Updated Feb 22, 2022 - Economy

Mea culpa: I got inflation wrong

Illustration of a hundred dollar bill featuring Benjamin Franklin with egg on his face

Illustration: Sarah Grillo/Axios

It's hard to admit when you've gotten something wrong (especially when, like me, that's never happened to you before). But with prices rising faster and higher than I ever expected — 7.5% over the last year! — it's time to admit it: We really do have honest-to-god inflation.

Why it matters: The path of inflation has clearly emerged as the single most important issue facing investors, policy makers and politicians, many of whom missed it. Figuring out why we were slow to see it coming could make me better at understanding how price dynamics play out.

Flashback: Last July when crude oil prices were collapsing, I wrote: "I think we're really seeing the death throes of the inflation scare." That Tweet didn't age well.

  • So how did this happen? I know the markets. I follow the economy. I read the research.
  • Well, as I understand it, here's how:

I believed the bond market. But the bond market was wrong.

  • When I made the wrongheaded pronouncement above, the yield on the 10-year Treasury was 1.21%. That low level would have suggested investors expected weak economic growth and piddling inflation over the next decade. (Treasury bond yields typically go up when expectations for growth and inflation rise)
  • At the time, inflation expectations derived from the bond market — known as breakevens — showed bond market investors thought inflation would average a bit more than 2% annually for the next five years. No big deal.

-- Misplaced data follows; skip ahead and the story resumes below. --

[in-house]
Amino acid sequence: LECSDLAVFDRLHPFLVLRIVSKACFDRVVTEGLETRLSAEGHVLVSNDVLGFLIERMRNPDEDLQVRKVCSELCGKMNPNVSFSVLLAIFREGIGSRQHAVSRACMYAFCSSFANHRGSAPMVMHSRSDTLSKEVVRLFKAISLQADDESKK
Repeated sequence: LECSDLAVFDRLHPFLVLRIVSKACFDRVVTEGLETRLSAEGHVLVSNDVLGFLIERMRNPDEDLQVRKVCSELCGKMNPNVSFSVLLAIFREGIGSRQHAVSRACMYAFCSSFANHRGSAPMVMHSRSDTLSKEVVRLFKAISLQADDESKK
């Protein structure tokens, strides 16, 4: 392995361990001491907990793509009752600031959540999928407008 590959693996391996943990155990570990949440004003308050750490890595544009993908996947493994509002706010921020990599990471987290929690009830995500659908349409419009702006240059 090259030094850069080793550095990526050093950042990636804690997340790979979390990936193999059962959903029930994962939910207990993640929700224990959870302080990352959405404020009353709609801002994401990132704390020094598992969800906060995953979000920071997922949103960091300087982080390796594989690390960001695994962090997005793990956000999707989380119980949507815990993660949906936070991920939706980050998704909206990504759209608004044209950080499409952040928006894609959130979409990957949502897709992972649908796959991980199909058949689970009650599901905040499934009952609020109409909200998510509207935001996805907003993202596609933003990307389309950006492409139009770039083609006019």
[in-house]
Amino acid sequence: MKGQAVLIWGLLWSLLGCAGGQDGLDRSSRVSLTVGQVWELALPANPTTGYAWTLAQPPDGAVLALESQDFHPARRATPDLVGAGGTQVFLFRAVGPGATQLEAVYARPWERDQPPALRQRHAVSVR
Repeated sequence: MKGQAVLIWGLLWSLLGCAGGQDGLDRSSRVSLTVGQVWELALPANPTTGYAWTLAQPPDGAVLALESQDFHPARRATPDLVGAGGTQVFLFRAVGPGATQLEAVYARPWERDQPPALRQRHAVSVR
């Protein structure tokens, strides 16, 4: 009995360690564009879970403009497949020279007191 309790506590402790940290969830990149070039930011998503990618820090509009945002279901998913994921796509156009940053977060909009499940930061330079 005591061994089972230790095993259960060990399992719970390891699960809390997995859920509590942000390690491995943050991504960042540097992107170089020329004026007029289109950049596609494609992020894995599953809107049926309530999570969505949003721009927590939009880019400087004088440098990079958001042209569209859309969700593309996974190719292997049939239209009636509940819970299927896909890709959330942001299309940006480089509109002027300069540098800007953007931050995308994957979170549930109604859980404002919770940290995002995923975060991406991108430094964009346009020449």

I underestimated the impact of repeated supply chain disruptions.

  • In 2021, I wrote a lot about wild swings in the prices of commodities such as lumber, cheese and steel as the economy began to recover from the pandemic.
  • The main takeaway of my reporting, as I saw it, was that markets would be able to sort out prices through supply and demand — if given a bit of time without the virus. But we never got that time (thanks, Delta and Omicron).

I disregarded the risks of inflation because they were overhyped for so long.

  • Throughout the entirety of my career covering the financial markets, there have always been people squawking about the risks of inflation.
  • Even during the Great Recession of 2008-09, when the economy was actually fighting deflation — or falling prices — inflation-phobic financial pundits would argue that we were at risk of suffering a Weimar-style hyper inflation. (This June 2009 offering from the Wall Street Journal opinion page is a prime example.)
  • Until this year, these Cassandras of consumer prices were always wrong. But they were so wrong, for so long, that I think on some level, I began to stop taking seriously the chance that inflation could actually happen at all. That was a mistake.

State of play: Having just admitted a major weakness in my prognosticatory powers, I'm not about to make any big predictions. But I'd still be really surprised if inflation continued to surge the way it has been.

What to watch: The Federal Reserve's tough talk has already raised interest rates set by financial markets — like the 30-year mortgage, for example — even before it hikes its own benchmark rate. That should slow the economy somewhat, easing price pressures.

  • Oil — and gasoline prices — could go up more if Russian forces invade Ukraine. But I don't know if people will be willing — or able — to pay that much for fuel, and the global economy could falter, with weakening growth bringing prices back down again.

On the flip side: Another variant of the virus could mean the supply chain issues that are keeping costs high stay snarled for the foreseeable future, keeping price increases burbling.

The bottom line: I don't know what is going to happen. I guess we'll just have to wait and see.

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